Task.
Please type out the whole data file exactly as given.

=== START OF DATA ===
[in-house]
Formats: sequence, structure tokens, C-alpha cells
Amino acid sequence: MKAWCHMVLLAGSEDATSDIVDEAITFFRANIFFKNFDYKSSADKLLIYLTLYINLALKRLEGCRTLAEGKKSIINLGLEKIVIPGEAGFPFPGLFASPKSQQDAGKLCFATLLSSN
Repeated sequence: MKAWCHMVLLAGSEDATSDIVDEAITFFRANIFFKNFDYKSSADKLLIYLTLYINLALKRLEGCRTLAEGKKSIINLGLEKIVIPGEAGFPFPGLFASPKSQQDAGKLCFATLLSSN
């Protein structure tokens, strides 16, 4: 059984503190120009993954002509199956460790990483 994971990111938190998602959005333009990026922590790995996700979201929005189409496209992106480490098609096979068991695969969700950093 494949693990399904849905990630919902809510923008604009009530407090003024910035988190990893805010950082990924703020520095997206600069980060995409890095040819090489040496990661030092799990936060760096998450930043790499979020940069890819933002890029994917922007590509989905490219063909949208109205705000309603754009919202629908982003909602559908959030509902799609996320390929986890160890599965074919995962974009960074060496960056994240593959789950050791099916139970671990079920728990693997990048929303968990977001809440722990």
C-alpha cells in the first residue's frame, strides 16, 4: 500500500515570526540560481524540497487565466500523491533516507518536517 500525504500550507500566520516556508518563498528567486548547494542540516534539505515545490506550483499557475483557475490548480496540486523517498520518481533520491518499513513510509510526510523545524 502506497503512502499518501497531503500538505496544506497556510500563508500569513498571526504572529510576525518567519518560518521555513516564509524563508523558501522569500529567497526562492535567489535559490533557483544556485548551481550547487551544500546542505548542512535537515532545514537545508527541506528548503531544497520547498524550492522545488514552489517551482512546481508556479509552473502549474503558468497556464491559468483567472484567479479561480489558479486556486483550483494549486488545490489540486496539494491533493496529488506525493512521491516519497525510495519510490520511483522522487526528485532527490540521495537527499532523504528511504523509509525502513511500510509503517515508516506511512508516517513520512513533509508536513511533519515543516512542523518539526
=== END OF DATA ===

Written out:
[in-house]
Formats: sequence, structure tokens, C-alpha cells
Amino acid sequence: MKAWCHMVLLAGSEDATSDIVDEAITFFRANIFFKNFDYKSSADKLLIYLTLYINLALKRLEGCRTLAEGKKSIINLGLEKIVIPGEAGFPFPGLFASPKSQQDAGKLCFATLLSSN
Repeated sequence: MKAWCHMVLLAGSEDATSDIVDEAITFFRANIFFKNFDYKSSADKLLIYLTLYINLALKRLEGCRTLAEGKKSIINLGLEKIVIPGEAGFPFPGLFASPKSQQDAGKLCFATLLSSN
């Protein structure tokens, strides 16, 4: 059984503190120009993954002509199956460790990483 994971990111938190998602959005333009990026922590790995996700979201929005189409496209992106480490098609096979068991695969969700950093 494949693990399904849905990630919902809510923008604009009530407090003024910035988190990893805010950082990924703020520095997206600069980060995409890095040819090489040496990661030092799990936060760096998450930043790499979020940069890819933002890029994917922007590509989905490219063909949208109205705000309603754009919202629908982003909602559908959030509902799609996320390929986890160890599965074919995962974009960074060496960056994240593959789950050791099916139970671990079920728990693997990048929303968990977001809440722990």
C-alpha cells in the first residue's frame, strides 16, 4: 500500500515570526540560481524540497487565466500523491533516507518536517 500525504500550507500566520516556508518563498528567486548547494542540516534539505515545490506550483499557475483557475490548480496540486523517498520518481533520491518499513513510509510526510523545524 502506497503512502499518501497531503500538505496544506497556510500563508500569513498571526504572529510576525518567519518560518521555513516564509524563508523558501522569500529567497526562492535567489535559490533557483544556485548551481550547487551544500546542505548542512535537515532545514537545508527541506528548503531544497520547498524550492522545488514552489517551482512546481508556479509552473502549474503558468497556464491559468483567472484567479479561480489558479486556486483550483494549486488545490489540486496539494491533493496529488506525493512521491516519497525510495519510490520511483522522487526528485532527490540521495537527499532523504528511504523509509525502513511500510509503517515508516506511512508516517513520512513533509508536513511533519515543516512542523518539526